Under transmission, the title of the property will be transmitted from the deceased to the administrator or executor in a fiduciary capacity, according to Lim Kim Song, lawyer at Song Ling & Partners.

“A lot of property agents encounter this type of problem. When they do a title search on the property, it is still in the deceased’s name,” Lim said. “You cannot issue an Option to Purchase as the deceased isn’t around to sign the Option to Purchase. You also cannot transfer the title to the buyer because the deceased isn’t around to sign the transfer.”

“As the lawyer acting for the buyer, I always end up objecting to the title document as the property is still in the deceased’s name,” Lim added. “On completion day, if they cannot give my client (the purchaser) a good title, my client can charge late completion interest. I had a case where my client got late completion interest of about $3,000 (late completion for 30 days at $100 per day).”

 

Matters Specific to HDB Flat Inheritance  

Most Singaporeans own an HDB flat and as a subsidized public housing, HDB flats have more restrictions compared to a private property. In this section, we look at issues pertaining to HDB when it comes to inheritance.

HDB Vesting

For HDB flats, there are some additional rules which dictate when the probate and distribution processes have to be done. 

According to Lim Kim Song from Song Ling & Partners, under the Housing and Development Act, the HDB flat may be vested in the HDB if:

  • Grant of Probate/Letters of Administration is not taken out within 12 months from the death of the sole HDB lessee or HDB tenant-in-common;
  • the personal representatives do not apply for a transmission of the HDB flat within 6 months from the date of representation. 

“Of course, the Housing and Development Act states the HDB can and has the right to vest that flat. In practice, we do not know if they will vest,” Lim added. “There haven’t been such cases before.”

Additionally, HDB also has a regulation that within one year after transmission, the executor/administrator needs to sell the flat or transfer it to the beneficiary, according to Chen Yiyang, associate at Tan Kim Seng & Partners.

“When I draw up a will with a client, I will always include a power of sale clause to allow the executor or trustee to sell the flat at their own discretion and within a reasonable timeframe, but also highlight HDB’s regulation if the testator owns an HDB flat,” Chen added.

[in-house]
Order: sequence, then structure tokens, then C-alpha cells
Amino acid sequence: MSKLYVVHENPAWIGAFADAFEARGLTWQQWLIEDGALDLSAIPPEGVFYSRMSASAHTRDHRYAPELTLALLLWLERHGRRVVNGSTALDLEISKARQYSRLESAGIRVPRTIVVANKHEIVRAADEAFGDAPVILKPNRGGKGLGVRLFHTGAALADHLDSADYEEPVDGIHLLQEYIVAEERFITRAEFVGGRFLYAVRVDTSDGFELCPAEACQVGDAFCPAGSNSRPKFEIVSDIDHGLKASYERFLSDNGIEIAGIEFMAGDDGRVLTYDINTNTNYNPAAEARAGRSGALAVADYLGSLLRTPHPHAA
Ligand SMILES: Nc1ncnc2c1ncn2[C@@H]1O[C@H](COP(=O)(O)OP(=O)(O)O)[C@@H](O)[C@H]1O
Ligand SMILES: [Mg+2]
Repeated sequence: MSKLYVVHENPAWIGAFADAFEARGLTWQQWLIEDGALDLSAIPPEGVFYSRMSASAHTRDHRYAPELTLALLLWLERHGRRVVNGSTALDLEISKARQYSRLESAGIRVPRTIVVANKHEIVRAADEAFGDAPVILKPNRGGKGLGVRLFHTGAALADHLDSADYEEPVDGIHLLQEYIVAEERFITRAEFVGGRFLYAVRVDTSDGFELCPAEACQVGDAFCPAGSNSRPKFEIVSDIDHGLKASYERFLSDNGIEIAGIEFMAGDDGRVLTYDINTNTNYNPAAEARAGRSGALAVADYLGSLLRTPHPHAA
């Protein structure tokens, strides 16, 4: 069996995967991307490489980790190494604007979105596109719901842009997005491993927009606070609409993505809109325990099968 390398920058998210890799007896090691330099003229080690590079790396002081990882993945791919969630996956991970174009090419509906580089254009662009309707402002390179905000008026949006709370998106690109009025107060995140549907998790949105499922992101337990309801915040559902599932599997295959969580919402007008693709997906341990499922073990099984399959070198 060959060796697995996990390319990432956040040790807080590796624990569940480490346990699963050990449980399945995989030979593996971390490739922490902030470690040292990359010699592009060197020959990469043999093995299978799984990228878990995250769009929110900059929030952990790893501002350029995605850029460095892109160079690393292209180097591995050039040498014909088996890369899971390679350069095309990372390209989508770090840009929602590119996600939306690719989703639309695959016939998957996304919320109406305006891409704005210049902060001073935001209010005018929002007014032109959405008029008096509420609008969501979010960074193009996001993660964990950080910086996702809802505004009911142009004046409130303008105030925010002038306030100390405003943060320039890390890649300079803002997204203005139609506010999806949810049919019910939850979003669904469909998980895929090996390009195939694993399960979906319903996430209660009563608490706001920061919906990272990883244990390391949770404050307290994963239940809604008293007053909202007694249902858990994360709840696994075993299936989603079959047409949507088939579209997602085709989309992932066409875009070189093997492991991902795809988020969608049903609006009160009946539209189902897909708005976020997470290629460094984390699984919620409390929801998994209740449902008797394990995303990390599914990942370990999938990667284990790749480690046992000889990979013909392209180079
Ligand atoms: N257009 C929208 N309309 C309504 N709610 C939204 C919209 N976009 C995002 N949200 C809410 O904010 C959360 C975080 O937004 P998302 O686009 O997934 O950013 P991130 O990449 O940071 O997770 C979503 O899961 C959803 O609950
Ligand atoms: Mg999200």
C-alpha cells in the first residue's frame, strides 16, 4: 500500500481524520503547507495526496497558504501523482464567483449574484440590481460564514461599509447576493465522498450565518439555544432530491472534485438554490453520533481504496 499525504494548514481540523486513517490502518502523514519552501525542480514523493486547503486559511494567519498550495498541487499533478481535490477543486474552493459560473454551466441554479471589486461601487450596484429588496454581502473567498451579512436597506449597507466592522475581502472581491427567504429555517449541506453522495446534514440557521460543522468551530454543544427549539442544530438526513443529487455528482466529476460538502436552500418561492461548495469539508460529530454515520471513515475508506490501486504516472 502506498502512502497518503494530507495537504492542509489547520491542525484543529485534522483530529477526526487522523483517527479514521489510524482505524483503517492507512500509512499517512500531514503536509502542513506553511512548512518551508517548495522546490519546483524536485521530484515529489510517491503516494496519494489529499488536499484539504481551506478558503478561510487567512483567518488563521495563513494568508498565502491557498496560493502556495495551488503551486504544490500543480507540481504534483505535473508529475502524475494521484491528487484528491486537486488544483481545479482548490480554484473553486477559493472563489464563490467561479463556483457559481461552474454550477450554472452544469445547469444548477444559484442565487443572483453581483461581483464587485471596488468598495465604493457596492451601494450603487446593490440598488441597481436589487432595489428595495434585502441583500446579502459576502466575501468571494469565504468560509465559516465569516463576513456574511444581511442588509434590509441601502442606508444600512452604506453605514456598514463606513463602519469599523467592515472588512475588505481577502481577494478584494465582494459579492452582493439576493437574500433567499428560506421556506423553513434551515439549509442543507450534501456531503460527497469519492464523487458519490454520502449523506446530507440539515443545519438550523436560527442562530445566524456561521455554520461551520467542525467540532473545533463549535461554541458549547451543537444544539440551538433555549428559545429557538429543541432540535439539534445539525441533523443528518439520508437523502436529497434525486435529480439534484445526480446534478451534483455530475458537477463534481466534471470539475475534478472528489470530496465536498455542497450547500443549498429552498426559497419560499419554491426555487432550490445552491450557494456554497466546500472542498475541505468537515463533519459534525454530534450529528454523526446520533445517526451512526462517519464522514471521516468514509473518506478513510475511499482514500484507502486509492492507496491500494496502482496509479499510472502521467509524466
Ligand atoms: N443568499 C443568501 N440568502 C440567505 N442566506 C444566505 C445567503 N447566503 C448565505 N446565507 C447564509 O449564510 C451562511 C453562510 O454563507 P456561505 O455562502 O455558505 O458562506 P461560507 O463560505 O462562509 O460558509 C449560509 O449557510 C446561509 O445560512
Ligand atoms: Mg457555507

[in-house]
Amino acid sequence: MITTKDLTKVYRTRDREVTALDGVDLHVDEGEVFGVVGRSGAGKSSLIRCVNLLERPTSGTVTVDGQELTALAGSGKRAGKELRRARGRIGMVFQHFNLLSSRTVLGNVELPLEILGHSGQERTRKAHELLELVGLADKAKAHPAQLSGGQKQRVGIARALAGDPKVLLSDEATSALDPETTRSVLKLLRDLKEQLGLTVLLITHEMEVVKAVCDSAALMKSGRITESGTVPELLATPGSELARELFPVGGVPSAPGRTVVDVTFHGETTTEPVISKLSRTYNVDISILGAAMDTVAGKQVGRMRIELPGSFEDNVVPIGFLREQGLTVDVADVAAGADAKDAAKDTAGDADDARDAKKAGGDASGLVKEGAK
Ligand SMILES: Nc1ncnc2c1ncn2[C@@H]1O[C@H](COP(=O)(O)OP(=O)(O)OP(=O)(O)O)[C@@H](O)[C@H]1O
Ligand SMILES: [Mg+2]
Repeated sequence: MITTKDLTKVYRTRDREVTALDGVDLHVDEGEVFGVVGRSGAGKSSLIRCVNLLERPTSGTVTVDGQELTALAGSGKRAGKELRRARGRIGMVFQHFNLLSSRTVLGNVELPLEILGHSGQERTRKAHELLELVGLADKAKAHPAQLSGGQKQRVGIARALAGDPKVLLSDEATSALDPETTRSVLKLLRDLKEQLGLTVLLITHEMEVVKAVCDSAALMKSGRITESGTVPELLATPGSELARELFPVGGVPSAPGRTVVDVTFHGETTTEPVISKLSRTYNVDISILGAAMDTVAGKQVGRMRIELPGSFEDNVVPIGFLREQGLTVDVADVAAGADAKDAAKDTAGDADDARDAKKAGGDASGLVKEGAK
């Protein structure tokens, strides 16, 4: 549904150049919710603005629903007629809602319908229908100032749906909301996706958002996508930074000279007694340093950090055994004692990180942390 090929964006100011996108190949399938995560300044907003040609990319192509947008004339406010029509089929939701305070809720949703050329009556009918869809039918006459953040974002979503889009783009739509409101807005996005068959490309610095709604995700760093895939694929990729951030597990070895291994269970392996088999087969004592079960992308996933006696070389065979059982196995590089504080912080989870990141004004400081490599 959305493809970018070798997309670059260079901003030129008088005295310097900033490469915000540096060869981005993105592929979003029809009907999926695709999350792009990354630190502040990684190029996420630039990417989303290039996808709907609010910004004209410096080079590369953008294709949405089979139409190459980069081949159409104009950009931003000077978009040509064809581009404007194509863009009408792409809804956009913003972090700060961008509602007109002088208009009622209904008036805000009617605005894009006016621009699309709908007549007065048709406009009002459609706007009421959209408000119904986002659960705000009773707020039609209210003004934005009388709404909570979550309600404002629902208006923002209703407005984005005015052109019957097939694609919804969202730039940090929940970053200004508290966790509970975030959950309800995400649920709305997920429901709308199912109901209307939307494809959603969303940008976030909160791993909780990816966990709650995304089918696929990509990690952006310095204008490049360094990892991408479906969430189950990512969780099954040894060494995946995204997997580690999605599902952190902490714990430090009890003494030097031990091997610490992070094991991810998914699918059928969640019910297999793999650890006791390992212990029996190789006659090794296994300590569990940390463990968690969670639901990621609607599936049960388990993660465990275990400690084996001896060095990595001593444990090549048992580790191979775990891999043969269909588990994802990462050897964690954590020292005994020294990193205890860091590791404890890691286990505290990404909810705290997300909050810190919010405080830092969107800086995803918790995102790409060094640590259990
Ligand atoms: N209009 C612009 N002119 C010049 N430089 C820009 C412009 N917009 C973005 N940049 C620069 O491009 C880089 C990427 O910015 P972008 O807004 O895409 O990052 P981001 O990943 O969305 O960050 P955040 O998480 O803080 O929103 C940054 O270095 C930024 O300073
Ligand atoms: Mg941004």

Foreigners and HDB Flats

Foreigners are not allowed to own HDB flats and thus, won’t be able to inherit and have to sell the HDB flat.

“I have encountered a situation where the will says that the HDB flat is to be devised to a foreigner. Unfortunately, the will did not give any power of sale to the executor to sell the HDB flat,” Lim Kim Song from Song Ling & Partners said. “As an executor is also a trustee, he will have to apply to the court under the Trustee Act for a court order to authorise him to sell the trust property.”

If you go to the High court to get the order of court to authorise the sale, the cost could be around $10,000, according to Lim.

HDB Studio Flats

Studio flats are a type of HDB flat that caters generally to elderly.

When handling studio flats, it can become complicated as studio flats can’t be sold on the open market like a regular HDB flat and they have to be surrendered to HDB, according to Wilson Foo, Senior Associate at Trident Law Corporation.

“HDB will pay their predetermined compensation to the executor, but they will first need statutory declarations from all the beneficiaries to say that they have no objections to that,” Foo says. “If not, HDB will pay the money to court and once it gets paid to court, it’s harder to get it out as it requires more administrative work. In fact, it will eat a big chunk of value out of the studio flat because the compensation value is not very high.”

People may not agree to provide such statutory declarations in situations where they are challenging the content of the will, saying that the will is invalid or maybe the will was forged, Foo added.

 

More FAQs Related to Property Inheritance

What Happens to Your Property When You Die?

This depends on several factors, including whether you’re a sole owner, joint tenant, or tenant in common. Whether you have a will or are a Muslim will also matter.

What is Intestacy Law?

The intestacy law is how your estate will be distributed if you don’t have a will.

What is Transmission in Estate Planning?

When a registered proprietor has passed away and cannot sign the documents, transmission is the process of transferring the title of the property to personal representative(s).

Can a Foreigner Inherit an HDB Flat?

No, foreigners are not allowed to own HDB flats and thus cannot inherit one either. If an HDB flat is willed to a foreigner, they must sell it.

 

Have burning questions around estate planning, inheritance tax, and matters related to property and the law? Simply #AskGuru!


 
 
 
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This guide was written in collaboration with Immortalize, a legacy planning marketplace where you can find out more and compare lawyers and their rates and services.